In the nonprofit community there is a bad habit of assuming that because everyone is dedicated to the mission, and that the mission is so important, certainly no one would ever do anything to hurt the organization or misappropriate funding. We’d all like to believe that someone we worked with for a long time that seemed to really believe in the program would not actually be embezzling – especially if the mission was to help low-income children. It happens. It is important to realize that it happens. Some people in Austin, Texas have learned that the hard way.
December 1, 2010, Louanne Aponte surrendered to authorities. She is charged with six felonies including theft of over $400,000 from an Austin, Texas charity, Family Connections, where she was the executive director as well as some organizations where she volunteered. Employees described her as a caring and committed boss. Family Connections’ mission was helping low-income children. The organization has had to subsequently file for bankruptcy protection as they are no longer eligible to receive any governmental funds and the government is seeking restitution from the individual board members.
The embezzlement is thought to have taken place over a five year period and went to pay for Aponte’s fancy car, ski boat, and house. Staff of the organization are outraged and confused, struggling to understand how someone could do this.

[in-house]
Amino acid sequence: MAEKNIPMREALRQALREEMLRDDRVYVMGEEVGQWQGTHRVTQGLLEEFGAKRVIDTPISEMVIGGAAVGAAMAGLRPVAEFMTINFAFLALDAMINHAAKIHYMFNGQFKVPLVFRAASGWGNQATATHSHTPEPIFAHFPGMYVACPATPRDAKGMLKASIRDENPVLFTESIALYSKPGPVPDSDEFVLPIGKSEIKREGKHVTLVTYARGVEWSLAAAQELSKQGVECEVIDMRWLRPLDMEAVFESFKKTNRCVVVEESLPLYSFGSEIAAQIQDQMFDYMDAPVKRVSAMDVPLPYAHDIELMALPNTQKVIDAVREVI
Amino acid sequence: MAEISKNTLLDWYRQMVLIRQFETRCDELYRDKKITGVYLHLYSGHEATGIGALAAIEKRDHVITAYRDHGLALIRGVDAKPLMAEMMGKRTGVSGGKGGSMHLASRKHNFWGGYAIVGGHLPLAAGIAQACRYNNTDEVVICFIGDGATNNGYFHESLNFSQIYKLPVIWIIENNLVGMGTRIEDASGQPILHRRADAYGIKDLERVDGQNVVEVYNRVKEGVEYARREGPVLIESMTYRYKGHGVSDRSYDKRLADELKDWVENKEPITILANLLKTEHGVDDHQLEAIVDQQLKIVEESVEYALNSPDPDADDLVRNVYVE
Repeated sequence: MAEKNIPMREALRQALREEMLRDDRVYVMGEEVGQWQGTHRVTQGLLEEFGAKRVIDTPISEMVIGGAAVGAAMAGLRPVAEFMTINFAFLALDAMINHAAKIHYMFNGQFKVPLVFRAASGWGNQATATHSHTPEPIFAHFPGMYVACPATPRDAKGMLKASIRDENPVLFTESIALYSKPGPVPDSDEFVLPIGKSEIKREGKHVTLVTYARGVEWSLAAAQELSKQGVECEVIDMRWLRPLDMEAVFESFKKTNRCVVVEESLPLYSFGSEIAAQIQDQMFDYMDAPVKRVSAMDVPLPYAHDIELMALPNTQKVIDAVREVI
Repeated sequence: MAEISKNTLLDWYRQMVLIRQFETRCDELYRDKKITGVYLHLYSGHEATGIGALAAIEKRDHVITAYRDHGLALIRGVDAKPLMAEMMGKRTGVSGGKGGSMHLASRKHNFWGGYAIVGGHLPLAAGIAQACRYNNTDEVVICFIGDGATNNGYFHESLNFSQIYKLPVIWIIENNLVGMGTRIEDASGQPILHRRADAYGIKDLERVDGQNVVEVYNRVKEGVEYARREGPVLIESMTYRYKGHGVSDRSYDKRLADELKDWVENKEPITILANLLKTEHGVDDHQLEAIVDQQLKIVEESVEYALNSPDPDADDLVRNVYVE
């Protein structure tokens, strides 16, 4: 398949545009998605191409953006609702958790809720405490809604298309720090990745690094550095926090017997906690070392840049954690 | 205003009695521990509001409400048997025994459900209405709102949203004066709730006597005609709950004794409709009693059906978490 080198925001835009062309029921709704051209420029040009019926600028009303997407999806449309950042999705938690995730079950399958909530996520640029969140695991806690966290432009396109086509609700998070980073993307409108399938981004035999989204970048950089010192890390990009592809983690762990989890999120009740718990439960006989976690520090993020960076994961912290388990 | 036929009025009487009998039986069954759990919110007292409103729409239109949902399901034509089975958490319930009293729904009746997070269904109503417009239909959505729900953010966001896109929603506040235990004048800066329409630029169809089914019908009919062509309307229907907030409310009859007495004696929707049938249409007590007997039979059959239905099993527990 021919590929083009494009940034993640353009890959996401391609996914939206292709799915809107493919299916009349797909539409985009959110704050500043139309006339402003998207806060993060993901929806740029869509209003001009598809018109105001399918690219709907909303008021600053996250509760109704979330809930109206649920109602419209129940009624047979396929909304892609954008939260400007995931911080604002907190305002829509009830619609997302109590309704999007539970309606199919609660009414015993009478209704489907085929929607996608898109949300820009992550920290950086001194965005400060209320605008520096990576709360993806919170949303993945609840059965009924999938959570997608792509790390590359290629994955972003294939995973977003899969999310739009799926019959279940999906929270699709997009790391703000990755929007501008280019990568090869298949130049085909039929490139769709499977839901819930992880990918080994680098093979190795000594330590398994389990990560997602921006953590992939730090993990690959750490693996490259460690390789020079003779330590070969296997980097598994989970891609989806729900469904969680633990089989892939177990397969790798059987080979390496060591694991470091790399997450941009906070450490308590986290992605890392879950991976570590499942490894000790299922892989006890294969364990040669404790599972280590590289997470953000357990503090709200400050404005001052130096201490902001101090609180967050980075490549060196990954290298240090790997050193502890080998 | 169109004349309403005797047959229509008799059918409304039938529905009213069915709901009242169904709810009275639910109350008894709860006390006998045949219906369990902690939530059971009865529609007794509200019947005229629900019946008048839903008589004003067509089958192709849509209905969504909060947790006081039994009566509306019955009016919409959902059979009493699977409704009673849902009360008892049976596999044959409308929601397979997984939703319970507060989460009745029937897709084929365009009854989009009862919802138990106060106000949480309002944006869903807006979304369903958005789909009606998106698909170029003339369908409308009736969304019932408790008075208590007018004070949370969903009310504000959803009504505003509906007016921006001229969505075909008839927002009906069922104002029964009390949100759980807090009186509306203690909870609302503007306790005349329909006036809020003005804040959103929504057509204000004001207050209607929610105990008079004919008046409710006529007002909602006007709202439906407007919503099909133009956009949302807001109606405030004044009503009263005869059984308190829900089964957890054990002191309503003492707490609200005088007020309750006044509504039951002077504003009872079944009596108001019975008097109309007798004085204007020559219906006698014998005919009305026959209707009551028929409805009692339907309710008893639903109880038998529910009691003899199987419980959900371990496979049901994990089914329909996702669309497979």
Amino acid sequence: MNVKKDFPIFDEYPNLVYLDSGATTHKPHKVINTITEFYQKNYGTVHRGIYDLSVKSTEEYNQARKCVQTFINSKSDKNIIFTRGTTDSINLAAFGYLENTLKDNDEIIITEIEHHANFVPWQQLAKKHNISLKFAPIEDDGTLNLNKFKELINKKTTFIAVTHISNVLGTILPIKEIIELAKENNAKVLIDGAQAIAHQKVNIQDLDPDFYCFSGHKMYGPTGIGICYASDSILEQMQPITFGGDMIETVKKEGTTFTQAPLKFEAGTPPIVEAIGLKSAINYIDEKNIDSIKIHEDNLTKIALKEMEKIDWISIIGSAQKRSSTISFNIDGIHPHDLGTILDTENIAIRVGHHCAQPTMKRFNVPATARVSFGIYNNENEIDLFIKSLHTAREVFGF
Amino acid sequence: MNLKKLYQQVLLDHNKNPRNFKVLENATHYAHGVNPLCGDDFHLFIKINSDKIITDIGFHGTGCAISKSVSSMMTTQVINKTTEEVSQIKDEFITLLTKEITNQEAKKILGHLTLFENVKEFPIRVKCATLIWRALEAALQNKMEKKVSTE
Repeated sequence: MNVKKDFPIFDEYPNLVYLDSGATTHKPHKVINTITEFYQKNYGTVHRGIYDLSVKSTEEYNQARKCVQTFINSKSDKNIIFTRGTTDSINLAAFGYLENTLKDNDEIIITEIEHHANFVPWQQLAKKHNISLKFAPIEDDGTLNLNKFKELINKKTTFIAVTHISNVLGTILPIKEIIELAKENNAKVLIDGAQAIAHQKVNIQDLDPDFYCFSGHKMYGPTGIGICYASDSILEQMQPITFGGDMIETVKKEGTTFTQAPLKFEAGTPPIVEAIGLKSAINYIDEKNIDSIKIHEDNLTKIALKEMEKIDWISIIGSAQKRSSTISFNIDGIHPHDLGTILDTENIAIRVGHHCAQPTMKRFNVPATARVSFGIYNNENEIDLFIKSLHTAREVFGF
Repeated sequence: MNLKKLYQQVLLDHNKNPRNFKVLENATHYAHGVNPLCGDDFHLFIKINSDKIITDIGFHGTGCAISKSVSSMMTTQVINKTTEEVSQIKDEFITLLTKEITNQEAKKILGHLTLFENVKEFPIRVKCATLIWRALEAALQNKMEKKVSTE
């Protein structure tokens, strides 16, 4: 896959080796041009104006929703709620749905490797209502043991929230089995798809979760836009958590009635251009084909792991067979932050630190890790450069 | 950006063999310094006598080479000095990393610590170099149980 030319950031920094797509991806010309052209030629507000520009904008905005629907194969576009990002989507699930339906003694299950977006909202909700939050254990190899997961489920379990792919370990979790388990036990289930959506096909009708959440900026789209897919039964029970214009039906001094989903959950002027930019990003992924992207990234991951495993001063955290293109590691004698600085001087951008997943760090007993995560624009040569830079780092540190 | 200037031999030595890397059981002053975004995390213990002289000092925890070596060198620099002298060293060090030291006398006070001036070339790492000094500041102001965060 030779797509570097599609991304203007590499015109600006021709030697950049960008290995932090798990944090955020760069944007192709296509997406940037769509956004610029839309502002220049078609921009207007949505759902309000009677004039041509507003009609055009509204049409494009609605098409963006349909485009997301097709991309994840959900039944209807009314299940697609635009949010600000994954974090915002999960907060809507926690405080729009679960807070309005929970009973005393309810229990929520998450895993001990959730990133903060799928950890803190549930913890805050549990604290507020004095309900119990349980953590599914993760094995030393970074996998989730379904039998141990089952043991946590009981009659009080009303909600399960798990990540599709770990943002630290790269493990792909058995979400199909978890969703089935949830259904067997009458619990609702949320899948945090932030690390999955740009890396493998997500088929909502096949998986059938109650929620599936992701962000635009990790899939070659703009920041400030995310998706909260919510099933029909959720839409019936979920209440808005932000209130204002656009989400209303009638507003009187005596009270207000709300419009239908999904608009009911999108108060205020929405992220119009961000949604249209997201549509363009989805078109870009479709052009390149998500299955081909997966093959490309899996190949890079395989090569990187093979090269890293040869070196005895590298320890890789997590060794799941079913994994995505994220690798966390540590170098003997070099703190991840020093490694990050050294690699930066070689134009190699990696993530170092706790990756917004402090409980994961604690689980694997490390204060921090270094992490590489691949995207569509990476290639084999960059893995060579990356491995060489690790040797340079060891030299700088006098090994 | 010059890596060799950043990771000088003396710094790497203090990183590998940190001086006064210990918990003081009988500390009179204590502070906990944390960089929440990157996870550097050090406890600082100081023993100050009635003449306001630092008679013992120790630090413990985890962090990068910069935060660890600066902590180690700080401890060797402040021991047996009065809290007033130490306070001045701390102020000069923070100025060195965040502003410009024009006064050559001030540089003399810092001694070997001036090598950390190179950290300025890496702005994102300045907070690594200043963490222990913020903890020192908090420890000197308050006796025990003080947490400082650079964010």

The morality of how someone could do it is difficult to conceptualize. The actual process of how someone could do it was fairly simple. The case “exposed weaknesses in nearly all the checks and balances that were supposed to detect such problems” reports the Austin local news website statesman.com. Aponte falsified financial statements that were presented indicating they had been audited by a local firm. An examiner on a routine check from the state Health and Human Services Commission happen to notice that the firm indicated was not qualified to conduct such an audit. When contacted, the local firm stated that it had not audited Family Connections’ books. Investigators believe that Aponte had been falsifying financial statements for years and forging them to appear audited. Aponte also stands accused of tampering with governmental reports.
No criminal background check was performed prior to hiring which would have revealed that Aponte was still on parole from a 1987 theft conviction. The board admitted to never having met with the auditors which would have prevented the scheme in the first place. Having a meeting between the board and the auditors is a fairly standard practice in the nonprofit arena. The City of Austin has revised its rules for oversight of funded agencies in the wake of this case. Aponte is sitting in jail today with bail set at $1.5 million.